Lecia Bushak: Why Hand Sanitizer May Actually Harm Your Health

Stacy Rapacon: Great Funds You Can Own for $500 or Less

Cameron Huddleston: 7 Ways to Save on Home Decor

The Kosher Gourmet by Steve Petusevsky Exploring ingredients as edible-stuffed containers (TWO RECIPES + TIPS & TECHINQUES)

Jewish World Review Oct. 31, 2008 / 2 Mar-Cheshvan 5769

The Final Hours

By Kathleen Parker

Kathleen Parker
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http://www.JewishWorldReview.com | It is hard to imagine that "undecideds," like restless phantoms with unfinished business, still haunt these final hours.


What can they be waiting for? An epiphany? Some final bit of information to tip the scale? A hidden corpse, an illegitimate child, a beloved aunt living in public housing?


Aha! As October surprises go, the very late-breaking (alleged) discovery that Barack Obama's aunt lives in a disabled-access apartment in South Boston is weak tea. According to The Times of London, one Zeituni Onyango — a woman whose walls are plastered with Obama photos — is "Auntie Zeituni" in Obama's book, "Dreams From My Father."


Whether the story is true is still unknown, but it didn't take long for the right-wing blogosphere to embrace it. How delicious for them, if true, that her accommodations are not up to the standards to which her nephew has become accustomed. There's also an errant "Uncle Omar" around some place, though details are murky.


What tangled webs entwine America's family tree.


Companion to this news is a "red diaper baby" story in American Thinker about Obama's early training as a communist at his mother's knee.


Both are being circulated as post-narratives to Obama's chosen one, but neither is likely to change many minds. Too many Woodstock boomers grew up to become conservatives for the diaper story to gain traction. And few can profess to having bought condos for their less-well-off extended family members.


Moving on. What else don't we know, and how much does it matter to the undecideds, who represent about 8 percent of the voting public? If they tuned in to Obama's Wednesday night infomercial, they were greeted by a man more Reaganesque than Reagan. Calm, soothing and reassuring, he presented real-people stories and real-people solutions with the voice and demeanor of Mr. Rogers. One kept expecting him to trade his shoes and jacket for sneakers and a dye-free sweater.


It was Gee Whiz meets Cheez Whiz. But it was also likely effective. In the midst of Halloween season, there was nothing scary about That One.


So what are these zombies of the voting booth really waiting for? Something they won't find: The perfect choice. It doesn't exist. The clear path is dappled with doubt. The telling clue is buried in the hearts of Col. Mustard, who worries about Iraq and taxes under Obama, and Miss Scarlet, who can't get past McCain's age and the winking wonderwoman of Wasilla.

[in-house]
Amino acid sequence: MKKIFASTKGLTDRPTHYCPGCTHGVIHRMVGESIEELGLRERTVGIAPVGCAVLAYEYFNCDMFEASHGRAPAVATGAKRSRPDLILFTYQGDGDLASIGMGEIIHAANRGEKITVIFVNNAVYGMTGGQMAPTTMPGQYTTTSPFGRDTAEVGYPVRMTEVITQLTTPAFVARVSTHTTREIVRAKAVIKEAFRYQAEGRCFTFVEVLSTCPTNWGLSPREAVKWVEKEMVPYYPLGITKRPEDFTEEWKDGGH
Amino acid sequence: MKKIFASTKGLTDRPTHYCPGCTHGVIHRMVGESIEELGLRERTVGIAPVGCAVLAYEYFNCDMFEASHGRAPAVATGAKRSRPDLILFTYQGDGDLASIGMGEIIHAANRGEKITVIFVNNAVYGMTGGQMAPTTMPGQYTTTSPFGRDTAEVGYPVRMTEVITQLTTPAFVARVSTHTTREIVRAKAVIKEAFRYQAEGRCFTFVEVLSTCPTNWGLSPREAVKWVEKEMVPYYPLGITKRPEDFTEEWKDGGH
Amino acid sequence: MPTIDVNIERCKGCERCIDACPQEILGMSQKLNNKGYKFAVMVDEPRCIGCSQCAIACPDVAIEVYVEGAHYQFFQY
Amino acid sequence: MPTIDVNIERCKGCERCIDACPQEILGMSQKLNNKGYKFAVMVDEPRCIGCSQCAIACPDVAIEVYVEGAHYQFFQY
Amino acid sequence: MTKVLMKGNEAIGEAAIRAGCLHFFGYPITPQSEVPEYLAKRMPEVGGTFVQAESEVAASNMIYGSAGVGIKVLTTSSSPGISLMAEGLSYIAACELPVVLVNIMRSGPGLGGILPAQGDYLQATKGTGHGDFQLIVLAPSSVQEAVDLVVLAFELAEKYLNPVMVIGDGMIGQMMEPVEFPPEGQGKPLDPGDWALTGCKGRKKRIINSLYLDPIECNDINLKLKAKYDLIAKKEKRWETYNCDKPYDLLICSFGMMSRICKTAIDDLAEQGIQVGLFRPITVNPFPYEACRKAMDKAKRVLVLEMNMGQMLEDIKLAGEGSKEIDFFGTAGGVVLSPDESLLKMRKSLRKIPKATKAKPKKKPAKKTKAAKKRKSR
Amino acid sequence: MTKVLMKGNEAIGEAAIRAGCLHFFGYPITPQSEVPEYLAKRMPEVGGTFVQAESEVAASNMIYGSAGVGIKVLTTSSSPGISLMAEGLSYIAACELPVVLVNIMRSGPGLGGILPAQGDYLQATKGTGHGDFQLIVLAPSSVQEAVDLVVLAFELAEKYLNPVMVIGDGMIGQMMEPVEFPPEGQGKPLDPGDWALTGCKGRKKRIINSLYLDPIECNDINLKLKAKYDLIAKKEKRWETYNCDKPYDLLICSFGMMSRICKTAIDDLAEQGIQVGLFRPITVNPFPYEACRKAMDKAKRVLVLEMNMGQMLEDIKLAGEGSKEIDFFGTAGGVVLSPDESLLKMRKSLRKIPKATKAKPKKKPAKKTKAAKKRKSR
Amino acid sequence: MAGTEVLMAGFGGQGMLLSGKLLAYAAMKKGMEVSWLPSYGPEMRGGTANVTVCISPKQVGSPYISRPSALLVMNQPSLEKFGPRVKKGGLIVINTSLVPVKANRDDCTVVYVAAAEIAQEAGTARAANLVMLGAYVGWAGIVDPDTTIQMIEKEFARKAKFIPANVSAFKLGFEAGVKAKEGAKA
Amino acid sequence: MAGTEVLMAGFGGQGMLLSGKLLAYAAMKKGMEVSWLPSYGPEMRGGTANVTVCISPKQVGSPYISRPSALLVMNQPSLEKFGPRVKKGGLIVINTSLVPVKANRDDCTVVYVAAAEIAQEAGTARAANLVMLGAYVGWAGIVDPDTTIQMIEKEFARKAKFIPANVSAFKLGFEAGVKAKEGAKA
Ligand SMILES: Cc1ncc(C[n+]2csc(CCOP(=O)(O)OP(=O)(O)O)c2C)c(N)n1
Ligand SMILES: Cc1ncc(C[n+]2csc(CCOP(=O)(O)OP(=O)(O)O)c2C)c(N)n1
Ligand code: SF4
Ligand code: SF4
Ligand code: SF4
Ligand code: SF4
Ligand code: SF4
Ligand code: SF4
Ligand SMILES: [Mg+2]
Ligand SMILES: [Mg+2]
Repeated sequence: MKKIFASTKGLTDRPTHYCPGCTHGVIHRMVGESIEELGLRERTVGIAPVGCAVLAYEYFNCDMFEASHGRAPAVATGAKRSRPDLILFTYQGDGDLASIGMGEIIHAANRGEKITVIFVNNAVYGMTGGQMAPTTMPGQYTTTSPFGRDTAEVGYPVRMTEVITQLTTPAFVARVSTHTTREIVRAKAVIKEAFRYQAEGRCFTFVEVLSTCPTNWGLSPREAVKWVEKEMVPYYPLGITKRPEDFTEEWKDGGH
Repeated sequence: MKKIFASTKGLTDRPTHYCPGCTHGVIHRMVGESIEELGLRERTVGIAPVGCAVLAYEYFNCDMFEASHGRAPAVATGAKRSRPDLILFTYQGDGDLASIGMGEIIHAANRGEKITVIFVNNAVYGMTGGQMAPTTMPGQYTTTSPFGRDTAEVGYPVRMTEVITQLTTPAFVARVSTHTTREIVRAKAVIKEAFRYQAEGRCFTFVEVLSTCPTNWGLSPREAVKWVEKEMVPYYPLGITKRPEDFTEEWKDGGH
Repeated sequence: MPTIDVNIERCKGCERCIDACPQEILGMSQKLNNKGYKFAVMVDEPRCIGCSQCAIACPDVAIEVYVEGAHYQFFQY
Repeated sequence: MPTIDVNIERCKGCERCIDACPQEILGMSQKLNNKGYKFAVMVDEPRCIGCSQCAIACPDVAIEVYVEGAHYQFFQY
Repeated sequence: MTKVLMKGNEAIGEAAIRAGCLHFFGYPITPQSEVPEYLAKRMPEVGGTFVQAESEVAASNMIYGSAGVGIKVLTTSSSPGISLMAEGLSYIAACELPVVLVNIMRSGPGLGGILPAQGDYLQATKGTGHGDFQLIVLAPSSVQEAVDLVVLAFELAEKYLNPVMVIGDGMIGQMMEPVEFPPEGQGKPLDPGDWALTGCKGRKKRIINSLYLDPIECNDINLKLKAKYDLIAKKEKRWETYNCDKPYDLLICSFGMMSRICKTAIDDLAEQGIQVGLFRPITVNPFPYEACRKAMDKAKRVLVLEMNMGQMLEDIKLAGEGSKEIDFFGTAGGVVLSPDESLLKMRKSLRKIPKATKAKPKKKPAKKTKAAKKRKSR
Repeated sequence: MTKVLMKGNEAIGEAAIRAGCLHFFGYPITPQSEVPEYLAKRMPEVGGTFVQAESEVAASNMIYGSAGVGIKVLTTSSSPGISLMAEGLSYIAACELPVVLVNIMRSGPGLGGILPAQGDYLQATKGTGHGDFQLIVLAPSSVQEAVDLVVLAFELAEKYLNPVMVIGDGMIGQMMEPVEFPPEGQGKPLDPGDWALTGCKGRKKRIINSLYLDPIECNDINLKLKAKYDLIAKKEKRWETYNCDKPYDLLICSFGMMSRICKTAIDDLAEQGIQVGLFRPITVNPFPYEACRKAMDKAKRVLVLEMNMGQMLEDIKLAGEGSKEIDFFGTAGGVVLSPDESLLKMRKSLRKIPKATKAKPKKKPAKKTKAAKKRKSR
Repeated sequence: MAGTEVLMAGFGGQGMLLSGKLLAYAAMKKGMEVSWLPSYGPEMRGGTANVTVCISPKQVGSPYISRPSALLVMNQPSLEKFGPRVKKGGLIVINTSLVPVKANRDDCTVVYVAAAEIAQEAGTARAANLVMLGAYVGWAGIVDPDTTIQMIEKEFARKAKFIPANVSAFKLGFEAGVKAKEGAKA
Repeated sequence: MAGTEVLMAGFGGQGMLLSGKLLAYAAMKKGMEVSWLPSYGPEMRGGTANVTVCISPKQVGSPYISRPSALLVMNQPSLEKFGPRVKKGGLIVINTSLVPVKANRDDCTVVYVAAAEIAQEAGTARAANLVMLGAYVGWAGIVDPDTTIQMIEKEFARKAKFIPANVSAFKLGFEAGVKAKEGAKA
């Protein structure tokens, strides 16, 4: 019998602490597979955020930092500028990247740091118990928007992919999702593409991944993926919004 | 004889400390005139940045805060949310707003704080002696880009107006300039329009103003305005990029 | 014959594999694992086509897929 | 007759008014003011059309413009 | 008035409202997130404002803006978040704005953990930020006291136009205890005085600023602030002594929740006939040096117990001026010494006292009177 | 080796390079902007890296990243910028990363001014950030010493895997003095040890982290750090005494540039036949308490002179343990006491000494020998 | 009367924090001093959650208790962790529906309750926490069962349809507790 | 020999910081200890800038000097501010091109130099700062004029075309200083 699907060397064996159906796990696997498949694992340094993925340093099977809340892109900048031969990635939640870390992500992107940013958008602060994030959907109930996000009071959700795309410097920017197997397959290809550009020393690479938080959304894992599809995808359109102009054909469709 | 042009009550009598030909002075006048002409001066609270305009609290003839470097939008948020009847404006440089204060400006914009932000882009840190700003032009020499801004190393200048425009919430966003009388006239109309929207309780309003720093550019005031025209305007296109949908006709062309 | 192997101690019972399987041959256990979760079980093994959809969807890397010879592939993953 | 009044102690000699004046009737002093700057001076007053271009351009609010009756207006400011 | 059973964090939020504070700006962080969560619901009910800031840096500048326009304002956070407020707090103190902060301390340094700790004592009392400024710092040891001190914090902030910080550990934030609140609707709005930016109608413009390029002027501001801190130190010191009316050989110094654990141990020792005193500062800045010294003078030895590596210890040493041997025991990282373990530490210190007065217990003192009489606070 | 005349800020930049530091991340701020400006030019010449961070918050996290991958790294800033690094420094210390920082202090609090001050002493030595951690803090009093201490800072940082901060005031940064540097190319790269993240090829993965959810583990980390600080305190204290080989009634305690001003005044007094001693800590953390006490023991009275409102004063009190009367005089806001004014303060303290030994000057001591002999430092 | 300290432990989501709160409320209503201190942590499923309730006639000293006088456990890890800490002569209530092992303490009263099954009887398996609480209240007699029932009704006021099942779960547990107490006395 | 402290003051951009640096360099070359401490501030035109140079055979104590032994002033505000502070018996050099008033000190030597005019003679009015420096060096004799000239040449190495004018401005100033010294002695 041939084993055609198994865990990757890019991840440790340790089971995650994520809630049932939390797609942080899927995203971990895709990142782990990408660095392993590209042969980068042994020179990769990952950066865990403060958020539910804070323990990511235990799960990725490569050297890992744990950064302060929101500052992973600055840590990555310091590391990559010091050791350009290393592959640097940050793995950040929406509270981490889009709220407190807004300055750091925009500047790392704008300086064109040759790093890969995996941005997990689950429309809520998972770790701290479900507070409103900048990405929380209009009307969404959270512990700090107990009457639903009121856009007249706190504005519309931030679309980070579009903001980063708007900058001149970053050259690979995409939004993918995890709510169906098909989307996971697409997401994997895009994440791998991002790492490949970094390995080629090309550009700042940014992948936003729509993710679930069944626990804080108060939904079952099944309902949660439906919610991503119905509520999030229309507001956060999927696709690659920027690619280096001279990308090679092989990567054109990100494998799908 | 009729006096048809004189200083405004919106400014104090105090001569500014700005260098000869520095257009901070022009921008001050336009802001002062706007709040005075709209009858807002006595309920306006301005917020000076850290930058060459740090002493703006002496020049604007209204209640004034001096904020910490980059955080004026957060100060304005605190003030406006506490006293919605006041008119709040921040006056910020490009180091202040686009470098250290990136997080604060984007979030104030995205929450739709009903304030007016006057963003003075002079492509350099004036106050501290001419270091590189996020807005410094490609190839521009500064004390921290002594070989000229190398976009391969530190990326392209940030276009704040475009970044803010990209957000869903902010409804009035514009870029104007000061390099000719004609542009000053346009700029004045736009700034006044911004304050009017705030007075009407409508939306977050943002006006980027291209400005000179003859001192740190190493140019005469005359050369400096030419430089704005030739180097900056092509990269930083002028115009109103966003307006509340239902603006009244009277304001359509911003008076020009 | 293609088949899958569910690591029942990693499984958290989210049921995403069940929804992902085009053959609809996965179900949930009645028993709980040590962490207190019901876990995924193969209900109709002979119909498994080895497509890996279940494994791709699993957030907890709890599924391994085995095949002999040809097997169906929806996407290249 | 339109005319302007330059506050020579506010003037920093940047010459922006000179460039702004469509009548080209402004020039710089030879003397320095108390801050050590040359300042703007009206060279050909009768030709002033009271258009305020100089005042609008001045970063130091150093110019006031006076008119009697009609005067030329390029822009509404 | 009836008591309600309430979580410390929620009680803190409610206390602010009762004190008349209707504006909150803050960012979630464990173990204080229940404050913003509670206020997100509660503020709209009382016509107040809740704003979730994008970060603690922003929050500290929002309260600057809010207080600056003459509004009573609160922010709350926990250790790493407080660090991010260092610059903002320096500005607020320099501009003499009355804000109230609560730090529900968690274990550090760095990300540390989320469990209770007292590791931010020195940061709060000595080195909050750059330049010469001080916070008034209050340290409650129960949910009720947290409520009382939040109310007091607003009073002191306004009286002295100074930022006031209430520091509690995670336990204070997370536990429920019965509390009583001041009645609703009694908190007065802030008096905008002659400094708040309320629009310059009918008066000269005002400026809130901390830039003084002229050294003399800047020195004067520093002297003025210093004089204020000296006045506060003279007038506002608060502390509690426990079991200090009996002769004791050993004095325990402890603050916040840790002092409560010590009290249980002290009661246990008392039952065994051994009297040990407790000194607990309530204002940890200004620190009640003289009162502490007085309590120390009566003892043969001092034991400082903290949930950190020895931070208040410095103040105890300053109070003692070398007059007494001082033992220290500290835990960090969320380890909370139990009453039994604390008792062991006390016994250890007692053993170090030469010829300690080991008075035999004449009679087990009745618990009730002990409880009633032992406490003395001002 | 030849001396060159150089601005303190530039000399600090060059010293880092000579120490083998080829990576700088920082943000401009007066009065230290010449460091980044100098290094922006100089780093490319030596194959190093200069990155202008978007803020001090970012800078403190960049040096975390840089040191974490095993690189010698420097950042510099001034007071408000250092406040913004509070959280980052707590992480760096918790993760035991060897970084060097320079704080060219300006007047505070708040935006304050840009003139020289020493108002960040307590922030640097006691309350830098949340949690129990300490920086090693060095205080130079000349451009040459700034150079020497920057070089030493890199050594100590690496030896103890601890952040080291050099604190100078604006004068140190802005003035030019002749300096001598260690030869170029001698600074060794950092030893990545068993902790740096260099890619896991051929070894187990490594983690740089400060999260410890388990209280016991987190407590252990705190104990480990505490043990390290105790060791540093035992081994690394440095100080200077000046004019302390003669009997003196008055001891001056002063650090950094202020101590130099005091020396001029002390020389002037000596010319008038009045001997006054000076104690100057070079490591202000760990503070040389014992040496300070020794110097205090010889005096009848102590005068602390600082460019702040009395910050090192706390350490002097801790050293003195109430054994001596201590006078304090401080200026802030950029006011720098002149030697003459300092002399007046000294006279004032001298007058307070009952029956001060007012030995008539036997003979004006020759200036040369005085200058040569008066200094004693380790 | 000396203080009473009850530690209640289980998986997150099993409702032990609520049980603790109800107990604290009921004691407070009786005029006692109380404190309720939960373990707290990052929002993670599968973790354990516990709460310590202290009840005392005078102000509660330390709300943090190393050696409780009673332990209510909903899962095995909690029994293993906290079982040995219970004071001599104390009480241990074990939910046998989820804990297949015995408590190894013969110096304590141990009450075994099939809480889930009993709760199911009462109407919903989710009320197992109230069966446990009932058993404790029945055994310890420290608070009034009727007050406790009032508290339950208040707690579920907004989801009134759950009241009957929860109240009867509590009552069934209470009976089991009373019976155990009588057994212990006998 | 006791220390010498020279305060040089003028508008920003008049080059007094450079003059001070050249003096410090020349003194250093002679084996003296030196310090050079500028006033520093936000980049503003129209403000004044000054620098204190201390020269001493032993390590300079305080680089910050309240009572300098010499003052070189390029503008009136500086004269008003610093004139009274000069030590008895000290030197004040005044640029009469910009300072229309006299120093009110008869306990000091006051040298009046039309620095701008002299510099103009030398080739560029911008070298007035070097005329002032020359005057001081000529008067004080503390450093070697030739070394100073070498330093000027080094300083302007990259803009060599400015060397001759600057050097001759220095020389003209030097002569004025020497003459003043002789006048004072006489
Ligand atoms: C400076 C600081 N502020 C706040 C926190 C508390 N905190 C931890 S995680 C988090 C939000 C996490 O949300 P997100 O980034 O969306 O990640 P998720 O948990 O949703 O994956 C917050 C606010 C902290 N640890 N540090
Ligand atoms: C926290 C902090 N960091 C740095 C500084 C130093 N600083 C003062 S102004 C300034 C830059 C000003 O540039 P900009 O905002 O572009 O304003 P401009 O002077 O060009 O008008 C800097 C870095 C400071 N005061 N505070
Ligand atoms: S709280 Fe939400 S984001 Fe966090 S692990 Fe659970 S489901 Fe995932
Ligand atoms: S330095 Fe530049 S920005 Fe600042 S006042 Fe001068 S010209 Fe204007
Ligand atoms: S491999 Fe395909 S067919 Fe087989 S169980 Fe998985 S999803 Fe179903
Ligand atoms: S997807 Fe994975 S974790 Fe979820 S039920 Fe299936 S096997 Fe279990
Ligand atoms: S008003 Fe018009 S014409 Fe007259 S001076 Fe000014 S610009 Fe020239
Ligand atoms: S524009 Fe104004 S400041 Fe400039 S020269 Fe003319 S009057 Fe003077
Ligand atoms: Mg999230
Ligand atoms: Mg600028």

A friend's late-night call cast light on the undecided's milieu. She was filling out her ballot at home and had made every choice but one. The presidential ticket.


"I just can't quite bring myself to do it. I hate Sarah Palin. Help me out here."


I laughed. I refilled my glass. And why not? Life in these United States, as Reader's Digest used to say, isn't perfect, but neither is it Somalia.


Here's what I told her. Make two lists — one of tangibles (war, taxes, health care) and one of intangibles (to be discussed) — assign a value (1-5) to each, and take out your calculator. Discount race unless it really matters, in which case, shred your ballot.


If McCain gets the highest score, then pray he inherited his mother's longevity gene. If Obama is your man, then otherwise vote all Republican.


As even Democrats should do, lest one party control both Congress and the executive branch. That absolute power corrupts absolutely is a dictum that needs no defense. That both parties are equally corruptible is a monument to understatement. And gridlock, though we profess to hate it, is sometimes preferable to the alternatives.


Come Tuesday, the Democrats could strengthen their grip in Congress, even securing a filibuster-proof 60-seat majority in the Senate. Even many of those enamored of the intangibles (hope, change, the end of race in identity politics, Jesse Jackson's permanent retirement) don't want to see a world designed exclusively by Harry Reid and Nancy Pelosi.


Reaching across the aisle — the persistent promise of this election season — has no meaning if there's no one on the other side.


Four years ago, Obama famously described his vision of America as neither liberal nor conservative, neither black, white, Latin nor Asian.


"There's the United States of America," he said. "We are one people, all of us pledging allegiance to the stars and stripes, all of us defending the United States of America."


Should he win on Tuesday, let's hope he meant it.